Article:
How Much Will This Video Cost?

When in discovery meetings with potential clients, I know at some point in the conversation they are going to ask me the question they ultimately came to ask – “How much is this video going to cost?”

My response? “That depends. Why do you want a video? And once you have it, what are you going to do with it?”

Many people can’t answer those question thoughtfully because they haven’t taken the time to really think about why they want a video.

A common response I often hear involves something about updating a website. The potential client thinks their website needs a video because they heard from someone how important video is in search rankings, or they read somewhere that video is the future and they don’t want to get left behind.

When asked what they plan on doing with the video once it’s created, they again answer vaguely. “It’ll go somewhere on our website and probably on our Facebook page and maybe on YouTube,” they say.  

Why do I answer their question about cost with a question of my own? Because if they don’t have a concrete idea of why they want to create a video and how they plan to use it, they can’t determine what the potential value of that piece is to their brand. Without the perspective of value, it’s difficult for me to guide them in the right financial direction. There are a multitude of ways to create video content and an equal number of budgets to bring that content to life. How much you should spend on your video ultimately comes down to how important that video is to your organization and how you plan to distribute it in order to maximize its impact.

If you want a video that tells the unique story of your company, that connects emotionally, and that is going to be a focal point of your brand and marketing efforts for the next one to three years, then I’d advise you to consider putting a solid budget behind it because it could be the first impression, maybe the only impression, a prospect has of your brand. It could be the piece that sets the tone for the public persona of your company and how the public should feel about you.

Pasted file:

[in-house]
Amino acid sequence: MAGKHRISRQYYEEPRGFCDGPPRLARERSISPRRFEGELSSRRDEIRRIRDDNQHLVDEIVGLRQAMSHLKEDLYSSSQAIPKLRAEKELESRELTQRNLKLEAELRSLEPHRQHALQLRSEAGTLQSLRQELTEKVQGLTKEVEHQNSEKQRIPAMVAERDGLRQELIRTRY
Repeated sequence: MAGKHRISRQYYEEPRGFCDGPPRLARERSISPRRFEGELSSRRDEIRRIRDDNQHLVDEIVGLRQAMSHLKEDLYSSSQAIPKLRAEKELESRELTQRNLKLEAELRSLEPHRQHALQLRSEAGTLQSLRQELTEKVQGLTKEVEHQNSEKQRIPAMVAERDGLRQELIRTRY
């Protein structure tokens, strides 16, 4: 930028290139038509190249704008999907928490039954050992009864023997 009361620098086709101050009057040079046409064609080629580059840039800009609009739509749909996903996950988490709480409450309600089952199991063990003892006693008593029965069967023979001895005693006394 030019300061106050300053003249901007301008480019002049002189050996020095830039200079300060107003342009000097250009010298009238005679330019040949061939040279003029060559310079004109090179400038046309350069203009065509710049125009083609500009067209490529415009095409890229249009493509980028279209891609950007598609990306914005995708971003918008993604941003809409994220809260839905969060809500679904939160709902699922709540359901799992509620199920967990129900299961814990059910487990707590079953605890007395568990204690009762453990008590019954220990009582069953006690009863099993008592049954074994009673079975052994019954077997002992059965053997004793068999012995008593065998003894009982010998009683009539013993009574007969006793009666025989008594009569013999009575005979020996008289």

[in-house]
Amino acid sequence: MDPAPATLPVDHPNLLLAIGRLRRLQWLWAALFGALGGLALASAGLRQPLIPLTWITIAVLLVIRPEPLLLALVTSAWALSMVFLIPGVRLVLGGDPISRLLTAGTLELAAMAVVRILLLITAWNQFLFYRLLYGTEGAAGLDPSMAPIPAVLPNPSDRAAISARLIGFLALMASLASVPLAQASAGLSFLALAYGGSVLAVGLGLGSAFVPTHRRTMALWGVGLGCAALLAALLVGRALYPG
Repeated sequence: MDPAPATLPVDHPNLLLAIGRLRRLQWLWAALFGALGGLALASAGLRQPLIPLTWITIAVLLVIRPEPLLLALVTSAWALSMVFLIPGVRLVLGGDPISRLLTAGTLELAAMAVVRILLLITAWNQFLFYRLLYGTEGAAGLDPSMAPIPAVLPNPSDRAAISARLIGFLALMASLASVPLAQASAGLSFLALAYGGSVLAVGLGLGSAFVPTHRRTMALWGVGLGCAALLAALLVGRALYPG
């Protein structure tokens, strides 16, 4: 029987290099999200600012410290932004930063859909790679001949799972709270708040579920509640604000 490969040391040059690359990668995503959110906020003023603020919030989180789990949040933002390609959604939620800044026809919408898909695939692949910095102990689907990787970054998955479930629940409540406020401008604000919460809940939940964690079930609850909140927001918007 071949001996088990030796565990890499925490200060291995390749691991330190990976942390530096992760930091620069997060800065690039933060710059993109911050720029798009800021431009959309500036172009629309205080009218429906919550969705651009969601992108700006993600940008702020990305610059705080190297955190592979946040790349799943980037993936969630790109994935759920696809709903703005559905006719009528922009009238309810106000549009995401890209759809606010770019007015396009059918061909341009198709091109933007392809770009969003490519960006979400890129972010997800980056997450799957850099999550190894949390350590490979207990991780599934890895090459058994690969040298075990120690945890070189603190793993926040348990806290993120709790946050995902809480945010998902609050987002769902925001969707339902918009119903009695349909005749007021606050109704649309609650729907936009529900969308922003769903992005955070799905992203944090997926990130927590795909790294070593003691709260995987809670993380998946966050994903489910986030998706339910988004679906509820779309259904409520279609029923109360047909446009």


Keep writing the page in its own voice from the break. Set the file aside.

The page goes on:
If you commit to an adequate budget and timeline to tell your story in a way that is professional and timeless, you’ll be able to use that piece for many years – a motion picture asset, if you will.

It’s not uncommon for our clients to use pieces we created for them for at least three to five years. If you look at the long-term value of the content with this perspective in mind, it makes it easier to see why it might make sense to spend five or six figures on a project.

Conversely, if you want a video that promotes a one-time event and you’re just trying to get information into the hands of as many people as possible, or it’s strictly for social media posts and will likely see a limited audience with a short usage period, then it wouldn’t make sense to spend a lot of money on that project. In fact, you might be able to pull that one off yourself with a few YouTube tutorials and your cell phone. 

Or, maybe it’s a combination of the two and a middle-of-the-road budget makes the most sense. 

Even after 11-plus years of creating and producing motion picture content for clients all over the world, I don’t think I will ever be able to answer the “How much will this video cost me?” question at the discovery stage. But if they know why they want a video and how they plan to use it, we can almost always get to a budget that achieves their goals at a price point that makes sense.